He also wrote for The Hindu on economic issues.

Congress’ spokesperson Jairam Ramesh condoled Mr. Vaghul’s passing saying that he will be remembered most for his impactful tenure at ICICI. “He played a crucial role in the financial sector reforms initiated by Dr. Manmohan Singh as Finance Minister in late 1991,” Mr. Ramesh added.

A new era of Indian banking

Mr Vaghul is credited with laying the foundation of a new era in Indian banking through the creation of Universal Banking model to cater to the needs of varied segments of customers. It was he who introduced the concept of credit rating in India and established CRISIL in 1987.

He mentored numerous professional who dominated the banking landscape for decades. These include K.V. Kamath, Kalpana Morparia, Shikha Sharma, Renuka Ramnath to name a few. It was he who brought in, and aggressively promoted, gender neutral hiring at ICICI, a practice which was later adopted by the banking sector as well as the corporate sector in general.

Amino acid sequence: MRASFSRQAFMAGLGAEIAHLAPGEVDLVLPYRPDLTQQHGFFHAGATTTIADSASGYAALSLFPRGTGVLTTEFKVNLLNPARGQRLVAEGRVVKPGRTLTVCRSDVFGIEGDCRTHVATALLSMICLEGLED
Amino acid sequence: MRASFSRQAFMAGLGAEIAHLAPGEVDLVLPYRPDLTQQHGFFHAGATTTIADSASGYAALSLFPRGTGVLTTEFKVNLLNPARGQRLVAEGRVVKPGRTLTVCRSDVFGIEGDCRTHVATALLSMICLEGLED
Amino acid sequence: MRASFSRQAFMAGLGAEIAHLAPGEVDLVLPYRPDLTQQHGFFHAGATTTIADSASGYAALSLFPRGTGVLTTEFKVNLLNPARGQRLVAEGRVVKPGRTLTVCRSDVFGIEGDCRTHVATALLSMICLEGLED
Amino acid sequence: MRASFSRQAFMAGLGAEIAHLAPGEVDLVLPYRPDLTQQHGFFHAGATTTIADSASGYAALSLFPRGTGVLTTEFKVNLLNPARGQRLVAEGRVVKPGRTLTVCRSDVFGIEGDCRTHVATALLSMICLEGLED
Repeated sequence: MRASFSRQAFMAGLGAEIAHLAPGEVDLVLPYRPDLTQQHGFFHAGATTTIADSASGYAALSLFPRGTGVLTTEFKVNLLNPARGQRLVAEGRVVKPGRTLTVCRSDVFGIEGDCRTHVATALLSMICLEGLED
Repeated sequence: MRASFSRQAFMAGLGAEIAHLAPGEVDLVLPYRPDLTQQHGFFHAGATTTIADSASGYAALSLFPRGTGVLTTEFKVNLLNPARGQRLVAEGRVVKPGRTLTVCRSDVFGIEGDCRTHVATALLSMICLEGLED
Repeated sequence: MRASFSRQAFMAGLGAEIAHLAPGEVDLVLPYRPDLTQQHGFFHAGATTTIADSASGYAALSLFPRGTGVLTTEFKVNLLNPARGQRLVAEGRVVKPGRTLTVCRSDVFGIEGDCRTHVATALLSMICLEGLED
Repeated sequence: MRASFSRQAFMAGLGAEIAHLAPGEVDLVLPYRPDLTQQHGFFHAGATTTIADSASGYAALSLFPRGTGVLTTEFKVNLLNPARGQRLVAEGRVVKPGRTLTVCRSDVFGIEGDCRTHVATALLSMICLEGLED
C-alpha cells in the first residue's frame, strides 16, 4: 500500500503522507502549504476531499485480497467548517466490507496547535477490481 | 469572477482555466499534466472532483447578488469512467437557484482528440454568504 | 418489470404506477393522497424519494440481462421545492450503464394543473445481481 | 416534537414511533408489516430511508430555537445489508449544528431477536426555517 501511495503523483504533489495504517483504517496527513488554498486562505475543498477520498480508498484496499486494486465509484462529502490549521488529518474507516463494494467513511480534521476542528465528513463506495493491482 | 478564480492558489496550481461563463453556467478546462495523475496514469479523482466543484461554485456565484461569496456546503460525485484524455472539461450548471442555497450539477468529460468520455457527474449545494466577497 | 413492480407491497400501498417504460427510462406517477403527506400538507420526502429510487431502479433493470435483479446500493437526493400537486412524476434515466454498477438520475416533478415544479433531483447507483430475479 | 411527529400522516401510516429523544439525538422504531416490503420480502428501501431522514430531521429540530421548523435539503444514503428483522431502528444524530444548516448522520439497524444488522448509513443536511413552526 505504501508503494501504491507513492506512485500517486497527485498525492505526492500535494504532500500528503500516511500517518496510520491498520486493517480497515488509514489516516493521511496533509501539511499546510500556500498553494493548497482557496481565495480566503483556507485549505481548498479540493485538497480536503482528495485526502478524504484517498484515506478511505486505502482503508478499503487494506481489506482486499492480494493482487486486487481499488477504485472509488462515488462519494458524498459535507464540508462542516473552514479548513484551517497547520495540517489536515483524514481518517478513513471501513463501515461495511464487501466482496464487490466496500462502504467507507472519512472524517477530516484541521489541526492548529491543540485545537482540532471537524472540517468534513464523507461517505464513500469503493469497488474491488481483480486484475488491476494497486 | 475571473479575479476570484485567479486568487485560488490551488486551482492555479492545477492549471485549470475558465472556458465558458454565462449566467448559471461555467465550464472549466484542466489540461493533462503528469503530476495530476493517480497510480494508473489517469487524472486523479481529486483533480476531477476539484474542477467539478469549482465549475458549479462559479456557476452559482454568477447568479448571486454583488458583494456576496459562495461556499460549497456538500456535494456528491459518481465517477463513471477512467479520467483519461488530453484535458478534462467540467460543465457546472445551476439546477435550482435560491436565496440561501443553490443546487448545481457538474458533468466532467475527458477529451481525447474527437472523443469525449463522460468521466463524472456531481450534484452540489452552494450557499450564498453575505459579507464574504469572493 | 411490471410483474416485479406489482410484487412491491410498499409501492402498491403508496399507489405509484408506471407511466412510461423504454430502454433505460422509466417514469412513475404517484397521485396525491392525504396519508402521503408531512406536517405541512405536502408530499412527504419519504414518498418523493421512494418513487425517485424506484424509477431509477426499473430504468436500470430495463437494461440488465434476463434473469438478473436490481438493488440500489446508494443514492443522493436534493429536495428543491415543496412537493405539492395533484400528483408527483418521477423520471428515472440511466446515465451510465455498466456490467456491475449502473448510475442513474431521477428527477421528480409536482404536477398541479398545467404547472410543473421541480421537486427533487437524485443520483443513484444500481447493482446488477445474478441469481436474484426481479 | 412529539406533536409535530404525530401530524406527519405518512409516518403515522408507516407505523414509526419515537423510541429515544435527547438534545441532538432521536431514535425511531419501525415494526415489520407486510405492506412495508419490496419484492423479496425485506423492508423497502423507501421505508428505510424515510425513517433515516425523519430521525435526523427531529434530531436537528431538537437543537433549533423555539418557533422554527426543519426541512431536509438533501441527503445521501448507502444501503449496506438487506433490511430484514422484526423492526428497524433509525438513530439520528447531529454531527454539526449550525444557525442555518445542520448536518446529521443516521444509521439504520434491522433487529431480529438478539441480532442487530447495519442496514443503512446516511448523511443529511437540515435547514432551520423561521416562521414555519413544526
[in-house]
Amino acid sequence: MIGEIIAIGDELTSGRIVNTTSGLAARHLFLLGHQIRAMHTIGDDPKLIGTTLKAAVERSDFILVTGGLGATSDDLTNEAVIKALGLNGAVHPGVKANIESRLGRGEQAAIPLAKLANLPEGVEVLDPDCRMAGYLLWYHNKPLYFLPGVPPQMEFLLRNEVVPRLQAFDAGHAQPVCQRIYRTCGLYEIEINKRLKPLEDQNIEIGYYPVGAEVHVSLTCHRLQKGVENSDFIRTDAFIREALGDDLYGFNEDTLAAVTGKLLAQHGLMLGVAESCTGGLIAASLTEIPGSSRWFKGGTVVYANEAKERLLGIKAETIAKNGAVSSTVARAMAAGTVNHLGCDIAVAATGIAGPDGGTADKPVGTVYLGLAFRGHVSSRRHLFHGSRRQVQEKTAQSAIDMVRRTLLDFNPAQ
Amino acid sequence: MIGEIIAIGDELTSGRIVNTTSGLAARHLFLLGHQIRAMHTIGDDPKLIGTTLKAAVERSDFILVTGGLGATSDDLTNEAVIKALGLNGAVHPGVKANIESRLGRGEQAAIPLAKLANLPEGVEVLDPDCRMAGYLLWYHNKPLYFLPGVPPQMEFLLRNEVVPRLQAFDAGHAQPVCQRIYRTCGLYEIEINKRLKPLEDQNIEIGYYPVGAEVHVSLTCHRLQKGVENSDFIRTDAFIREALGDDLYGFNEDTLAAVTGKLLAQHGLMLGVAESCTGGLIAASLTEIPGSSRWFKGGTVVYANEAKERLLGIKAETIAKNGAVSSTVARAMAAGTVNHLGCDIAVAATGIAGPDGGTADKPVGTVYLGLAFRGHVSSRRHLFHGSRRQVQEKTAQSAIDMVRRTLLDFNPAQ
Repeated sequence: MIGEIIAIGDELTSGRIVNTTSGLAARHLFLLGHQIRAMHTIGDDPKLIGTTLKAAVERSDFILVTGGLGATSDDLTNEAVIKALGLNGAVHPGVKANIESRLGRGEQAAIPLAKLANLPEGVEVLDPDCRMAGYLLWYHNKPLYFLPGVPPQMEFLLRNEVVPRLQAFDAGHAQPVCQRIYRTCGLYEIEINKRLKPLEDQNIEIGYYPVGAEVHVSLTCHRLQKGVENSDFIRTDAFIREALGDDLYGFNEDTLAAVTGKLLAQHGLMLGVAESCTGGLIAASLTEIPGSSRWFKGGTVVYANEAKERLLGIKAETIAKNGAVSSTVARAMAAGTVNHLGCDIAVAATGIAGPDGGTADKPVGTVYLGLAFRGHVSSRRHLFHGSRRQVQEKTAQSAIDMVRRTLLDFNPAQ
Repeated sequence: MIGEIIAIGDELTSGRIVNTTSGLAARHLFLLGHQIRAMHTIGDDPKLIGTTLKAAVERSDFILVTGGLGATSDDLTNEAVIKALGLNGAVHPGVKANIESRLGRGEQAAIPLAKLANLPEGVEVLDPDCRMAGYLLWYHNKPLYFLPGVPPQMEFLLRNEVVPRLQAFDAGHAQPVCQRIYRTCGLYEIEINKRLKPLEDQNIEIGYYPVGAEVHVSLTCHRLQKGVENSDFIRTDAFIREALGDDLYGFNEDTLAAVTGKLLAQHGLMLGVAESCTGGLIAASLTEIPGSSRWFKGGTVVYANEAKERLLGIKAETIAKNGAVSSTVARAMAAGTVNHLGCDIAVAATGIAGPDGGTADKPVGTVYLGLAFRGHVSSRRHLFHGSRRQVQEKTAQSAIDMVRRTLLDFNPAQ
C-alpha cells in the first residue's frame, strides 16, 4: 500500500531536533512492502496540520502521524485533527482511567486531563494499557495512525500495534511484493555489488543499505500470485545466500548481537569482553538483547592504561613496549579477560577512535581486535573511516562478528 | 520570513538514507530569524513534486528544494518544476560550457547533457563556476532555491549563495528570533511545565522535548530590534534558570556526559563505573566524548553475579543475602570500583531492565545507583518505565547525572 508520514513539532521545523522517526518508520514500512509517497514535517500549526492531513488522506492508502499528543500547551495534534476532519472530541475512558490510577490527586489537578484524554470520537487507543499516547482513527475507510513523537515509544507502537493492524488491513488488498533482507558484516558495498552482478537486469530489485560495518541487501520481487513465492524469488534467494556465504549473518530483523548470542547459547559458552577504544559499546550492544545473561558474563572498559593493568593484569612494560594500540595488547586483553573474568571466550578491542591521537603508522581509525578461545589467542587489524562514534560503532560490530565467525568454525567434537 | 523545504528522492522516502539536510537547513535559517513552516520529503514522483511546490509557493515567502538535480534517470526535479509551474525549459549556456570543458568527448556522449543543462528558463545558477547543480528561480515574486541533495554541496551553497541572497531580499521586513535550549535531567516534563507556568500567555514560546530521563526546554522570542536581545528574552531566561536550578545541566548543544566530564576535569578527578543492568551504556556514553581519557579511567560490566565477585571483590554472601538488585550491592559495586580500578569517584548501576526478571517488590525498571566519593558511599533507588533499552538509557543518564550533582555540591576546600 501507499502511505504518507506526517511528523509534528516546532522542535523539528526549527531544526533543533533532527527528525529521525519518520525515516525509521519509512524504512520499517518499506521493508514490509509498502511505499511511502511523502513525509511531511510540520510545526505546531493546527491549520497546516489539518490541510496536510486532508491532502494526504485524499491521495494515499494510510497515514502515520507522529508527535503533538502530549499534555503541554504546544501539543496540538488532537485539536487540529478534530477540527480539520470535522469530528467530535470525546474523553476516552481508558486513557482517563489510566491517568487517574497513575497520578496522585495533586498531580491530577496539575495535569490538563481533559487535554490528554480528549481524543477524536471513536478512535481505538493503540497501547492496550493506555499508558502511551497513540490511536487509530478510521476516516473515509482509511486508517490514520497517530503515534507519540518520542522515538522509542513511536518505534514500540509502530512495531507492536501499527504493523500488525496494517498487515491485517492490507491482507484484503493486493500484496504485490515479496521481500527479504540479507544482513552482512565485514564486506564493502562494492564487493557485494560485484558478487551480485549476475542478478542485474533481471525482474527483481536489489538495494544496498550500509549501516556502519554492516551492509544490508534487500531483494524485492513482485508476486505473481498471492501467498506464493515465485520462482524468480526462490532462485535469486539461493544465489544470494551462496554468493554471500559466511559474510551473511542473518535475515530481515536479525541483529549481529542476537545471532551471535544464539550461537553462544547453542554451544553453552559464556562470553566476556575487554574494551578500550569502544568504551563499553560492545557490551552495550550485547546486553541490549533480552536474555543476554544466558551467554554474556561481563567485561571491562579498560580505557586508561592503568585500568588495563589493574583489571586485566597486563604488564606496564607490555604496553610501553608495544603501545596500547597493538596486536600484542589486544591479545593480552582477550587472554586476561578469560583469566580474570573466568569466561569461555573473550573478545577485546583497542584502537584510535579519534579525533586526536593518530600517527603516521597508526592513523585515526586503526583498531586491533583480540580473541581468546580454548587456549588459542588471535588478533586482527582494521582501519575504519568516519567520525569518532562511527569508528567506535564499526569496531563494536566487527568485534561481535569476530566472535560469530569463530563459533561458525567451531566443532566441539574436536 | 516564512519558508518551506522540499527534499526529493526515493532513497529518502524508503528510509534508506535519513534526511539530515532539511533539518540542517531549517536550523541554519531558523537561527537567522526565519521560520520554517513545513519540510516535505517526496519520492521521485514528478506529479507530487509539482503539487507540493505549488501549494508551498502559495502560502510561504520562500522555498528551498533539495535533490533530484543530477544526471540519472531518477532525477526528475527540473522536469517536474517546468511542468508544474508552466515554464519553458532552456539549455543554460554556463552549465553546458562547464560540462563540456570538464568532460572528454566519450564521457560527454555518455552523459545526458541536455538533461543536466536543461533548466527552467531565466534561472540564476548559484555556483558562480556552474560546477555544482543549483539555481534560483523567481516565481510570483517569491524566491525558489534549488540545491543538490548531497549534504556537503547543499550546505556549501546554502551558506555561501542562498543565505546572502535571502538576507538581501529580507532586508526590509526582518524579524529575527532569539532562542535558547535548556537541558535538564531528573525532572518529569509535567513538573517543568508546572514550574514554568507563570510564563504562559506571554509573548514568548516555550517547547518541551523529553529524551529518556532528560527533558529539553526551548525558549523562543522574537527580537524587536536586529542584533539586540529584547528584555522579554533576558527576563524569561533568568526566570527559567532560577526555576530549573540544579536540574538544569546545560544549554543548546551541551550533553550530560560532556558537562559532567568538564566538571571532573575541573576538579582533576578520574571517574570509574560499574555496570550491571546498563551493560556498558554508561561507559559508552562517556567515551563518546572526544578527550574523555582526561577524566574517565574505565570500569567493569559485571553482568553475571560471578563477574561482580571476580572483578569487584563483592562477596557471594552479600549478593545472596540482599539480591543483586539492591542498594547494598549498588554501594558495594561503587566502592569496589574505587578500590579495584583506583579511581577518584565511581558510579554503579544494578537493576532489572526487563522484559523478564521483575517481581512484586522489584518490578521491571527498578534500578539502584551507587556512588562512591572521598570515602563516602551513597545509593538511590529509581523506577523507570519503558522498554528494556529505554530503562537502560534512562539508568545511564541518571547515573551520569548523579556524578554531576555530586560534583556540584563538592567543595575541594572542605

During his stint at ICICI many women leaders in banking were elevated who later joined other banks at the helm.

He was honoured with numerous awards including the Padma Bhushan for his contribution to the banking and economy sector of India.

His honesty and principles can be gauged from this excerpt from his book ‘Reflections’ which was released by Union Finance Minister Nirmala Sitharaman in Mumbai, a few months back: “Fairly early in my career, when I was working at SBI, I had gone to the Mumbai train station at around 5 am to receive my wife and two children. They were arriving from Chennai after a difficult journey of well over 36 hours. A ticket examiner asked me to produce the tickets. When my wife did, he remarked that we had a half ticket for my daughter, who according to him, appeared to be older than 12. When I pointed out that she was only 10, he asked me to produce the birth certificate, which he obviously knew I did not have with me.”

“He kept arguing and my wife was getting impatient after the long journey, the porter who was carrying the luggage nudged me to pay Rs 20 to settle the matter. I decided instead to pay the penalty which was double the fare.”